While negotiations focused on transitioning toward the Paris Agreement’s institutional machinery, other events were highlighting a range of issues key to climate action. A special event on unpacking the new scientific knowledge and key findings in the Intergovernmental Panel on Climate Change (IPCC) Special Report on the Ocean and Cryosphere in a Changing Climate showcased findings related to, among others, hazards in high mountain regions that affect water availability and quality, recreational activities, and tourism. In the Arctic, the Special Report outlines the regions at risk from permafrost thaw by 2050, leading some communities to plan their relocation.
The COP Presidency held a ministerial event on forests with the aim of encouraging countries to leverage forests to reduce emissions and build resilience through their nationally determined contributions (NDCs). Ministers from a range of countries, many from Latin America, and other global organizations spoke to forests’ role in climate action, and to supporting local communities and forest owners. Chile announced it would double its reforestation target in its forthcoming NDC and Pakistan and Armenia pledged to plant 10 billion and 10 million trees, respectively.
The Marrakech Partnership for Global Climate Action discussed agri-food chains in a roundtable with businesses, farmers, and international organizations, among others. High-Level Champion for the Partnership, Gonzalo Muñoz outlined the challenge: to realize a hunger-free, prosperous, and climate-safe world by 2020. Closing the roundtable, UNFCCC Senior Director Martin Frick underscored the need to support farmers and farming, particularly family and small-scale farmers.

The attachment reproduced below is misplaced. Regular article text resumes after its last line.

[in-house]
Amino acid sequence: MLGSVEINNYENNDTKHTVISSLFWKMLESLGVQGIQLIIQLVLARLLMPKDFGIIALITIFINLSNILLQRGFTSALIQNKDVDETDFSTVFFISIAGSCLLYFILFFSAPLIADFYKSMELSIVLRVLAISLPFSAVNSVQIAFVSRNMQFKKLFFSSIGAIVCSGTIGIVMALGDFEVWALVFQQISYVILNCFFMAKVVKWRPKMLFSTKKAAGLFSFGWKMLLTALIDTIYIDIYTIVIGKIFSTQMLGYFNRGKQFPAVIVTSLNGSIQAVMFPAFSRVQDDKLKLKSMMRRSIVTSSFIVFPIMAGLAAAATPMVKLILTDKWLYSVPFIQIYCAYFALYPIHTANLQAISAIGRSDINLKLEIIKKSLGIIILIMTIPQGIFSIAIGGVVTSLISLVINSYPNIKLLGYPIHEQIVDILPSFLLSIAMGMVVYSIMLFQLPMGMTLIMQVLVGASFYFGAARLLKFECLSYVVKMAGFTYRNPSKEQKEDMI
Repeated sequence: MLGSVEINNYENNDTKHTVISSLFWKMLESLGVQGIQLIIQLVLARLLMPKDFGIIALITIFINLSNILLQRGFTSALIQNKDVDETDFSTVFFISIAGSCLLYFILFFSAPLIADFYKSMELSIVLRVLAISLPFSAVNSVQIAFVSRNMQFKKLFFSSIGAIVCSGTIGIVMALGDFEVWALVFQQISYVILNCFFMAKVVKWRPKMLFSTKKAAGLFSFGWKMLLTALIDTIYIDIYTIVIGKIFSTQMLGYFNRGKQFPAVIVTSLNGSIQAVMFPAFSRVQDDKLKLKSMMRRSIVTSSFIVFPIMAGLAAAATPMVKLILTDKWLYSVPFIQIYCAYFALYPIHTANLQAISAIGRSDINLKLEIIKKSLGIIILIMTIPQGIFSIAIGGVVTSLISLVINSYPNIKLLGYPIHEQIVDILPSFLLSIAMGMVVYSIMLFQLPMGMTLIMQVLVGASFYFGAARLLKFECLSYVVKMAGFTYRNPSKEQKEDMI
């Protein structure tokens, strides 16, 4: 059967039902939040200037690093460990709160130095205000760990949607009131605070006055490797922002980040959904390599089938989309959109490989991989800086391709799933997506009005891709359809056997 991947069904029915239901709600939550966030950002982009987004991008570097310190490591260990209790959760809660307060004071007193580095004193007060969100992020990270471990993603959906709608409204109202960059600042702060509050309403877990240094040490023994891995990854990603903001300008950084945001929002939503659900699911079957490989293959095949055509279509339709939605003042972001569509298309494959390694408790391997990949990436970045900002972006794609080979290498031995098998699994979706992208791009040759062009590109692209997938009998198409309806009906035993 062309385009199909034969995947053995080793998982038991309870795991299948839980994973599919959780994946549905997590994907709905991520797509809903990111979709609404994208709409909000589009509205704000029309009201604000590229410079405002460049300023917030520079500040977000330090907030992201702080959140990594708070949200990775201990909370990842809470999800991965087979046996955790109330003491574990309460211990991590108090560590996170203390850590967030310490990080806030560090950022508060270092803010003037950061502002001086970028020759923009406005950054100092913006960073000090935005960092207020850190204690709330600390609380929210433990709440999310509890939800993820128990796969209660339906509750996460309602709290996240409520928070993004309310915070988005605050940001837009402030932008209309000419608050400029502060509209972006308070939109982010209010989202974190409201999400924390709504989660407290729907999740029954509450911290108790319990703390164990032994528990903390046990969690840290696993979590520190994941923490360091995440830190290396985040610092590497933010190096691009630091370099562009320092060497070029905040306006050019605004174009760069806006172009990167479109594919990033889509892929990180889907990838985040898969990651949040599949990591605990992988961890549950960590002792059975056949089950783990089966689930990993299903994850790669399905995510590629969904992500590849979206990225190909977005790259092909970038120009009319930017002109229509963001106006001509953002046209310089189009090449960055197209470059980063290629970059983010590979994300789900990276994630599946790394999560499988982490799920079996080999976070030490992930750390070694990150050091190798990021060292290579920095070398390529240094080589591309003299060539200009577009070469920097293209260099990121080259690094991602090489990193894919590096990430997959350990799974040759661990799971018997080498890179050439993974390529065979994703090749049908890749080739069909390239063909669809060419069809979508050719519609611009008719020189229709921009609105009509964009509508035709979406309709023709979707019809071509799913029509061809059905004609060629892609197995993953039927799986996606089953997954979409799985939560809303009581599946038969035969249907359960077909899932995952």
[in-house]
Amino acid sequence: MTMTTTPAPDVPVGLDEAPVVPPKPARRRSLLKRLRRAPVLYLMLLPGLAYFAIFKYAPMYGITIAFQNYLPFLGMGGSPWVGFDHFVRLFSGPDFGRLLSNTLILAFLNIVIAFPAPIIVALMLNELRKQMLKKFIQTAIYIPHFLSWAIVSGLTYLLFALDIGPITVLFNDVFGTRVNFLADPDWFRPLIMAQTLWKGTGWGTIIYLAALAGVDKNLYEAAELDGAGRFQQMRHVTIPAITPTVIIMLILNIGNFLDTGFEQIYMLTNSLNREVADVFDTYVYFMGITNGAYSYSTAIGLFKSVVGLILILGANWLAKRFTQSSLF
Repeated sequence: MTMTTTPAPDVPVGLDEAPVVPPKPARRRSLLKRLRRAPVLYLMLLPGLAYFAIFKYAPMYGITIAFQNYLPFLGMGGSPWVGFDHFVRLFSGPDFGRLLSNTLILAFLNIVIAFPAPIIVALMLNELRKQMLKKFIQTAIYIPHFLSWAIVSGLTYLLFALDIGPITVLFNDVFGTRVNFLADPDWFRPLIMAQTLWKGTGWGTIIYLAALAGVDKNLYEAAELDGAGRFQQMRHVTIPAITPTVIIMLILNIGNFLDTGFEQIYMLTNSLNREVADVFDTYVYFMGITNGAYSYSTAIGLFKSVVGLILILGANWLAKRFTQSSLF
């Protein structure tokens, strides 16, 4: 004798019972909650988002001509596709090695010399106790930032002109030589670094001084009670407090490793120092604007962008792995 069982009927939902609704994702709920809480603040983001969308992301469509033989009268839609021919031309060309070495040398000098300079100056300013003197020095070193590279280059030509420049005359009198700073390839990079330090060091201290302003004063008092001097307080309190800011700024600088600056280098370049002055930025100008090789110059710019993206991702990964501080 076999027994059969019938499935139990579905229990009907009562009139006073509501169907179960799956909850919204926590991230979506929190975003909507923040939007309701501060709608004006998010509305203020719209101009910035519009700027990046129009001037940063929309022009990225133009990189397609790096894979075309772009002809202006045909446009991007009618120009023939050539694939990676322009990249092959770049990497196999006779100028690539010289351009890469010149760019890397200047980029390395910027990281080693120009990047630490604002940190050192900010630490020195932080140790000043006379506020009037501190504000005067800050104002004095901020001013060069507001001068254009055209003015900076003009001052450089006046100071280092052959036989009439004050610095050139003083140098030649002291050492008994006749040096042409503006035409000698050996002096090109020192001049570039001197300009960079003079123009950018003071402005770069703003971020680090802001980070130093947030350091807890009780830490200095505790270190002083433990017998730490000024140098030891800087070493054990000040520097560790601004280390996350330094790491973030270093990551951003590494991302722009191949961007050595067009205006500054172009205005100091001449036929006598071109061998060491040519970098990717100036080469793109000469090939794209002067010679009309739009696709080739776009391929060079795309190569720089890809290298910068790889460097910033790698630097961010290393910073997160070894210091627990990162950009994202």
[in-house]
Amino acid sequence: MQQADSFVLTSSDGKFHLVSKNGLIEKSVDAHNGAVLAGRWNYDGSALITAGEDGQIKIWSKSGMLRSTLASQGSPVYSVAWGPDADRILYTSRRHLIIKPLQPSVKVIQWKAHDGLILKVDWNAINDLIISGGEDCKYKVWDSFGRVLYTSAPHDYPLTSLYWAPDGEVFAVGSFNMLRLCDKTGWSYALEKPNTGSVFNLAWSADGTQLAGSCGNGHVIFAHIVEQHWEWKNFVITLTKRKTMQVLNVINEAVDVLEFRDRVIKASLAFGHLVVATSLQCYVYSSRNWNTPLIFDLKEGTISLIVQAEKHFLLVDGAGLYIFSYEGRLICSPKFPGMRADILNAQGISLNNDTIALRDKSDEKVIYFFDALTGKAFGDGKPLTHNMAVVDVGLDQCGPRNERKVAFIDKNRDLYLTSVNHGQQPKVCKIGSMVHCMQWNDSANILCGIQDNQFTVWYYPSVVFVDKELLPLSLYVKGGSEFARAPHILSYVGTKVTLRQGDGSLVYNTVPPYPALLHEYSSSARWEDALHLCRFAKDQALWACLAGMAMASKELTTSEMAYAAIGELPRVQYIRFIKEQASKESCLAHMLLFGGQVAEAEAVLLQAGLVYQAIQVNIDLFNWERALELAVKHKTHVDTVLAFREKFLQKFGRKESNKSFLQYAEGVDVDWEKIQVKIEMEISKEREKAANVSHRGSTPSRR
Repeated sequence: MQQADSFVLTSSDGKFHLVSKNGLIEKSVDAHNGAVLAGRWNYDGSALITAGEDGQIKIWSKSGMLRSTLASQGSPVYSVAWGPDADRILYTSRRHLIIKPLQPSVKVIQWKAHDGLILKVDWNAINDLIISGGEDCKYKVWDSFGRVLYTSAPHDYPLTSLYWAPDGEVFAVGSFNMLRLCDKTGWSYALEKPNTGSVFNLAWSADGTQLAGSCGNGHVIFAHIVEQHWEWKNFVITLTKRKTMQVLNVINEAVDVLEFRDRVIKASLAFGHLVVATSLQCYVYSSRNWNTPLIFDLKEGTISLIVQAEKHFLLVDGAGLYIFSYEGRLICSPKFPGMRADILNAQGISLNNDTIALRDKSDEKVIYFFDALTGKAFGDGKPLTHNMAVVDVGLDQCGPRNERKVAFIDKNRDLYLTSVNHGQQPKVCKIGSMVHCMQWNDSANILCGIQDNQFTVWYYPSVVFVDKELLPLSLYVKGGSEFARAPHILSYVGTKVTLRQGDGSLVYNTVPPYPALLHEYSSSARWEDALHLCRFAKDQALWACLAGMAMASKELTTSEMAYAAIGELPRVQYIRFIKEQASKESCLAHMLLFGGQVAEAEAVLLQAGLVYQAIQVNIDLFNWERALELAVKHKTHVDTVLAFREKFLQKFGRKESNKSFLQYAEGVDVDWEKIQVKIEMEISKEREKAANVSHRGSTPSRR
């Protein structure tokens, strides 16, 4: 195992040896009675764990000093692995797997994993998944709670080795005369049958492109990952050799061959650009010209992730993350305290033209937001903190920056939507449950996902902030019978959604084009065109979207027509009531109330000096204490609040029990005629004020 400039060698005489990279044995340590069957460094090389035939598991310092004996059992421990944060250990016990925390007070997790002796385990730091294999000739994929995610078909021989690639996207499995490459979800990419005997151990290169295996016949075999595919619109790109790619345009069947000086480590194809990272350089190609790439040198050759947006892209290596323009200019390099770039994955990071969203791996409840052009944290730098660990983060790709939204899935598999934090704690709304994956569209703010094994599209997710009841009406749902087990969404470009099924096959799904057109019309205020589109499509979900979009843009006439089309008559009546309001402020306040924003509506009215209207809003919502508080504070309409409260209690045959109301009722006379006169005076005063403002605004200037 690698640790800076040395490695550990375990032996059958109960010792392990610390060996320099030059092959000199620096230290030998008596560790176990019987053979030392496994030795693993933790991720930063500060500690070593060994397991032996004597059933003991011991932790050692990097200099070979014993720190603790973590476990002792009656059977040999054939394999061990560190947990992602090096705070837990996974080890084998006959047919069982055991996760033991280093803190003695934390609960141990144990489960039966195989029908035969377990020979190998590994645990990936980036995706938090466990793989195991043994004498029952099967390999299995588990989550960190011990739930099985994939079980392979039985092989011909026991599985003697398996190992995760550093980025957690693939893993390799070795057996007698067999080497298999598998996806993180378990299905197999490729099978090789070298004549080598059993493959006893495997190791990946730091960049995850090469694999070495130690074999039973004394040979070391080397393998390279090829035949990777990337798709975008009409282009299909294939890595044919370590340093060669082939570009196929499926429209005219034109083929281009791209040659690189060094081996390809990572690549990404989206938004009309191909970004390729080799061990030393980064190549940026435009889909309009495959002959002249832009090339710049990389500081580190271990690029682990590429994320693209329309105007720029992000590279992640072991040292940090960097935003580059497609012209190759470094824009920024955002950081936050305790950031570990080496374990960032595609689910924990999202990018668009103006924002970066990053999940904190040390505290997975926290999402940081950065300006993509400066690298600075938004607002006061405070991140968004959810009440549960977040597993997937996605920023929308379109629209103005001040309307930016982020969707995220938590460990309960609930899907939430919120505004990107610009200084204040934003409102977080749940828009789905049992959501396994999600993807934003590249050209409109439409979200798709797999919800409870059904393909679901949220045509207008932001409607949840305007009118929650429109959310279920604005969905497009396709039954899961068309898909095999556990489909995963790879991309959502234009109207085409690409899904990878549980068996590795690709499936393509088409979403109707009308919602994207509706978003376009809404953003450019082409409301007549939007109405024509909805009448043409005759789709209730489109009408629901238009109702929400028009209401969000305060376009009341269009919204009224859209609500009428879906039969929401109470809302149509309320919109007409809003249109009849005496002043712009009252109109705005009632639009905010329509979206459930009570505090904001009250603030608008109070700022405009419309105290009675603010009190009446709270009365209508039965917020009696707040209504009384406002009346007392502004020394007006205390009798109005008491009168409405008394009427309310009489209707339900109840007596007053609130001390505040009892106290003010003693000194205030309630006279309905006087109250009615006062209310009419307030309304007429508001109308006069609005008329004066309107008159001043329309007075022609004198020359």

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On Wednesday, delegates at the Chile/Madrid Climate Change Conference looked up from their technical negotiations to take stock of climate action.
The technical part of the stocktake on the implementation and ambition of climate action before 2020 launched in the afternoon. Parties reviewed the work of the UNFCCC related to mitigation efforts, and supporting enhancing implementation and ambition. Many found the event sobering, with civil society denouncing a “lost decade” of mitigation and climate financing efforts, and some parties noting that the needs of developing countries remain unmet.
Appropriately timed, several events drew attention to the role of science. The Chilean Presidency hosted science ministers (and their equivalents) from around the world in a virtual meeting to discuss how they can contribute to the development of countries’ climate pledges. The Intergovernmental Panel on Climate Change (IPCC) and the Subsidiary Body for Scientific and Technological Advice (SBSTA) held an event to better understand the IPCC’s Special Report on Climate Change and Land. Opening the event, the UNFCCC Executive Secretary underscored that “the facts are telling us that we are impacting the support systems keeping us alive.”